Tensions are rising ahead of this week’s crucial votes in the House of Commons. It’s make-or-break time for Brexit.
Negotiations with Brussels are stalled, with scant hope of a breakthrough. Geoffrey Cox looks and sounds the part, with his courtroom jowls and booming baritone. But the Attorney General won’t secure meaningful concessions on the Irish backstop before Tuesday’s vote on Theresa May’s Withdrawal Agreement – for the simple reason that Brussels has no interest in being flexible.
The eurocrats will go through the motions, of course. But they’ll conclude, “with regret”, it’s “unfortunately impossible” to include a simple break-clause in May’s heinous withdrawal agreement.
The UK, then, is set to remain locked in a one-sided treaty, paying £39bn we don’t legally owe for the European Court of Justice to hold sway as long as Brussels says so. Britain will have no voice, no vote and no veto over eurocrat diktat, which will determine not only domestic law, but our trade policy with the EU and the rest of the world – again, with Brussels deciding when this ghastly arrangement ends.
We are about to accept all these legally binding concessions in return not for a comprehensive UK-EU trade deal, but a vague, non-binding political agreement about our future relationship. As such, once May’s Brexit-in-name-only has happened, Britain will be negotiating its trading relationship with the EU from a position of maximum weakness.
With the UK locked in “vassal state” limbo, Brussels will extract endless concessions. Our fishing grounds, non-reciprocal market access, more money – the demands made of the world’s fifth largest economy before we can escape will be as visibly painful as possible. For Brussels wants not only economic advantage, but to encourager les autres EU states not to attempt to leave.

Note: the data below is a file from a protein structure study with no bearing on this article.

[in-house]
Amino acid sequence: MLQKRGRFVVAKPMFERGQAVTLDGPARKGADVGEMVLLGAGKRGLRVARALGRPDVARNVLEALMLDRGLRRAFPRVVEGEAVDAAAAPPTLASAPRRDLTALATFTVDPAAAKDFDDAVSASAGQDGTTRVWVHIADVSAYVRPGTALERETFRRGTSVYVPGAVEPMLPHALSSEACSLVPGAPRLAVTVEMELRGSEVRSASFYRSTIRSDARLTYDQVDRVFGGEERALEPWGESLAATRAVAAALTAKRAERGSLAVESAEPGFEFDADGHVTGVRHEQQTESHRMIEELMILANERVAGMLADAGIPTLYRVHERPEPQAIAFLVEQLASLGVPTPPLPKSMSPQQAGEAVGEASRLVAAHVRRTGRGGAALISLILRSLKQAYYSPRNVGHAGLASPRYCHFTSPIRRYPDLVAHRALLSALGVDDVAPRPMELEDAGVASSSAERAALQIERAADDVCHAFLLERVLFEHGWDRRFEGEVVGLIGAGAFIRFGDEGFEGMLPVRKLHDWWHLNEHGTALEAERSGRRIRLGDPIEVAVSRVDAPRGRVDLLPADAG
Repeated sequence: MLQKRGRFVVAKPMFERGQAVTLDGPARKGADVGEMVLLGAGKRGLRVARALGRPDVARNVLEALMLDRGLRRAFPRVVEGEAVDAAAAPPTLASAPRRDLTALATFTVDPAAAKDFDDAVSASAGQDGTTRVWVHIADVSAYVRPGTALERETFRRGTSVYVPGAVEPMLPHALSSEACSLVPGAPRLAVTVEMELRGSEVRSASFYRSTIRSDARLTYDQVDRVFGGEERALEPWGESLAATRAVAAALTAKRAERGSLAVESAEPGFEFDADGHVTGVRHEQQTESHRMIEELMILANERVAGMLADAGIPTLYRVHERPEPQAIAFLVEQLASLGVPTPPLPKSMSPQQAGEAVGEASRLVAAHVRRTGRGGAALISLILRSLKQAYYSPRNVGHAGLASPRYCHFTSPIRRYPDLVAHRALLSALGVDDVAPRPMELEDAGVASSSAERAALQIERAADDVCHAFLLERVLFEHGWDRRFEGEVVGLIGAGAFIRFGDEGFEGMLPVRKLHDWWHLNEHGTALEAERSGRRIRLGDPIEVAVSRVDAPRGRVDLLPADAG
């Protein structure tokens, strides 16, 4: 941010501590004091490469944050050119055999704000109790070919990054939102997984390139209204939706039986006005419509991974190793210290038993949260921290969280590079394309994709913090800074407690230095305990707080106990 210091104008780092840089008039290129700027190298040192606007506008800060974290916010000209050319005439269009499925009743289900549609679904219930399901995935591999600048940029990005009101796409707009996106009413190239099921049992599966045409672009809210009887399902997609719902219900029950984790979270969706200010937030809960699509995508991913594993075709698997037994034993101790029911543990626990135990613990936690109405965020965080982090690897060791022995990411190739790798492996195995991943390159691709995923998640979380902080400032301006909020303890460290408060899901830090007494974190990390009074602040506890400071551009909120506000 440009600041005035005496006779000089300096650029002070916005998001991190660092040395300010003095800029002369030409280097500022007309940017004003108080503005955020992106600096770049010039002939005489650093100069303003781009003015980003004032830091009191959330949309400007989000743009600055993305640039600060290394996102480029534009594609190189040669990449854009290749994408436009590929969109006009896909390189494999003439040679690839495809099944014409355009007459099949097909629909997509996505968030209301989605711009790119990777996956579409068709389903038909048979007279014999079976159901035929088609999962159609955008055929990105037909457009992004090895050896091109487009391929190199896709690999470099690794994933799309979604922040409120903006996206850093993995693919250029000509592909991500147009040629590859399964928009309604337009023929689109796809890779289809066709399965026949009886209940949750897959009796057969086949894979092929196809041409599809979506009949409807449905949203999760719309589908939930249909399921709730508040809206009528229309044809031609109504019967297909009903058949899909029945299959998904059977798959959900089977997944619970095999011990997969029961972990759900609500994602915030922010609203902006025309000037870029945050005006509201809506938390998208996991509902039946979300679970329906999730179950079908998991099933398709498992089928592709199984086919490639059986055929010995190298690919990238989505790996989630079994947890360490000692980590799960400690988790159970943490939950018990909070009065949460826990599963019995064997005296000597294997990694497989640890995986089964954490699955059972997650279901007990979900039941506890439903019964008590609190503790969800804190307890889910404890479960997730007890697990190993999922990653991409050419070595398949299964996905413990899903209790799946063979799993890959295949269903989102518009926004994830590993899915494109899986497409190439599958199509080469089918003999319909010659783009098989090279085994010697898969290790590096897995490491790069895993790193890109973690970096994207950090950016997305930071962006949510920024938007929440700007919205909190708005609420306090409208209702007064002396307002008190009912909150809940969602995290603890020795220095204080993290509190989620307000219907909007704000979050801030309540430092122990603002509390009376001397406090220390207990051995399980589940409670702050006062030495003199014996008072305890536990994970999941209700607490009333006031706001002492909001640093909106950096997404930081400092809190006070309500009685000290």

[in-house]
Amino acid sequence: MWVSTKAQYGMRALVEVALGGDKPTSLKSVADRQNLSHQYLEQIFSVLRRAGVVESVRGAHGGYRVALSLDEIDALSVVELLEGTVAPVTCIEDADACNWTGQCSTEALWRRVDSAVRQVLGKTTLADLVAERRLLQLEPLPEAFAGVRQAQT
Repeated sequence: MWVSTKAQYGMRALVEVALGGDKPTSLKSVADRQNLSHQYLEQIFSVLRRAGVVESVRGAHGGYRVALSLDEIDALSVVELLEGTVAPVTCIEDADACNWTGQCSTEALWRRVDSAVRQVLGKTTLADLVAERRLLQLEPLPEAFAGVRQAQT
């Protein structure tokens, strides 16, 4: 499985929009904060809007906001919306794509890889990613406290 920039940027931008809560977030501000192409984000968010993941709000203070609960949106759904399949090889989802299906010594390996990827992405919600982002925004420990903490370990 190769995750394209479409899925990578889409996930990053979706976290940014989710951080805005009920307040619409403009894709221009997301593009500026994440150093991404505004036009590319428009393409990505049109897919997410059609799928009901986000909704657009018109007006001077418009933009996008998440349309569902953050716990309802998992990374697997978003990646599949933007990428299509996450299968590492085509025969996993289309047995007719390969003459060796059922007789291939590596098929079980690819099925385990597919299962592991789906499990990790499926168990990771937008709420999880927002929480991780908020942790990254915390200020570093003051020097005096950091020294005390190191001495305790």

No matter that many independent customs experts have confirmed no infrastructure whatsoever is needed on the Irish land border after a proper Brexit – with Britain leaving the single market and customs union, as the electorate was promised.
No matter that the Withdrawal Agreement itself acknowledges “alternative arrangements” can be made – using derogations, trusted trader schemes and occasional behind-the-border checks to keep trading flowing freely over what is now, and will remain, an almost invisible land frontier. No matter that, seeing as there is no need whatsoever for customs posts on the UK/Irish border, or new cameras, it is impossible for such infrastructure to provoke renewed sectarian violence – as such infrastructure simply won’t exist.
The Irish backstop is nothing but technocratic chicanery. It is disgraceful the EU has picked at the wounds of Anglo-Irish history, threatening the precious progress of recent years in a cynical attempt to keep Britain in the customs union.
Yet it’s even more disgraceful a British government has allowed this to happen, accepting this backstop fiction, ignoring the repeated advice of the UK’s own border authorities, the World Trade Organisation and countless other border experts.